With each passing day, I become convinced we're approaching the concept of being "multichannel" in the wrong way.
Fifteen years ago, we had epic discussions at Lands' End about "incrementality". We had several catalog titles. Not surprisingly, the VP in charge of each catalog title kept her job if her catalog title increased sales and profit. So each executive mailed the "best" customers.
Which meant that the same customers received everything.
We'd test how much incremental business we received from this strategy. Standard reporting said a catalog generated $4,000,000 sales. Using test/control groups, some catalogs generates as little as $1,000,000 sales, meaning if you didn't mail the catalog, $3,000,000 would be reallocated to existing catalogs mailed previously.
Fast forward to today.
We're getting better at aligning merchandising and inventory management strategies.
From a marketing standpoint, we're still all about doing what we can to be everywhere our best customers are. We mail catalogs, lots of catalogs, to our best customers. We entice these customers to give us their e-mail address, so that we can send them e-mail marketing as well.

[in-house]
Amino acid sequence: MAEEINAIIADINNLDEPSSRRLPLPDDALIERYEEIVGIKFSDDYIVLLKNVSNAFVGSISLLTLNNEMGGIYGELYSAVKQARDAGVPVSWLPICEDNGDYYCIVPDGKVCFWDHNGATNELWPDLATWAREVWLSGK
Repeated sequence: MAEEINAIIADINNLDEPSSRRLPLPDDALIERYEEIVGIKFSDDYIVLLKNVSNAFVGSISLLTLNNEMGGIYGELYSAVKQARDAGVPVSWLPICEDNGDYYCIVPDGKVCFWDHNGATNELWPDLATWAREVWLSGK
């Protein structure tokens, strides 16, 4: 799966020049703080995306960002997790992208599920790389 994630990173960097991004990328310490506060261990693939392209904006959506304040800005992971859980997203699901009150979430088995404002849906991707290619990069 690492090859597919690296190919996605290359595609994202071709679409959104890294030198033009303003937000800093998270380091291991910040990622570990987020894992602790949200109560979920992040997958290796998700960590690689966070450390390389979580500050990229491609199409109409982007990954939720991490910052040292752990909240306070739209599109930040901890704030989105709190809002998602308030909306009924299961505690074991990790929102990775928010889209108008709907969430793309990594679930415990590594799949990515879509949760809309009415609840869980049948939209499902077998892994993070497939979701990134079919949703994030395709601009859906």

Then we make sure we are where our customers are. We have paid search programs to anticipate every possible want our customers have, not to mention portal advertising and shopping comparison marketing and affiliate marketing. If the customer wants to order online, great! If the customer wants to order in a store, great! If the customer wants to order over the phone, out of a catalog, great!
At the end of the day, we put all of our eggs in the best customer basket. Great!
The secret sauce seems to be in finding separate audiences. Yup, we should find unique customers who like e-mail marketing, then serve them with e-mail campaigns. Another subset loves catalogs, so we serve them with catalogs. The wild west of the internet is for customers who love "self-service", the do-it-yourselfer, so online marketing could focus on the self-service audience. We just re-allocate the marketing dollars we control to potential channels offering a unique audience (all of this assumes this can be done profitably, or else, all bets are off).
Separate audiences serve the same purpose as "diversification" in your stock portfolio. When one audience is unresponsive, the other audiences protect sales and profit.
I'm fearful (especially among catalogers) that we put all of our eggs in just one basket, focusing heavily on catalog mailings to drive online sales among a homogeneous customer audience. When sales for this one segment of customers slump, the entire business slumps.
The opportunity to diversify still exists today, but it is a long-term solution. Let's start diversifying, right now.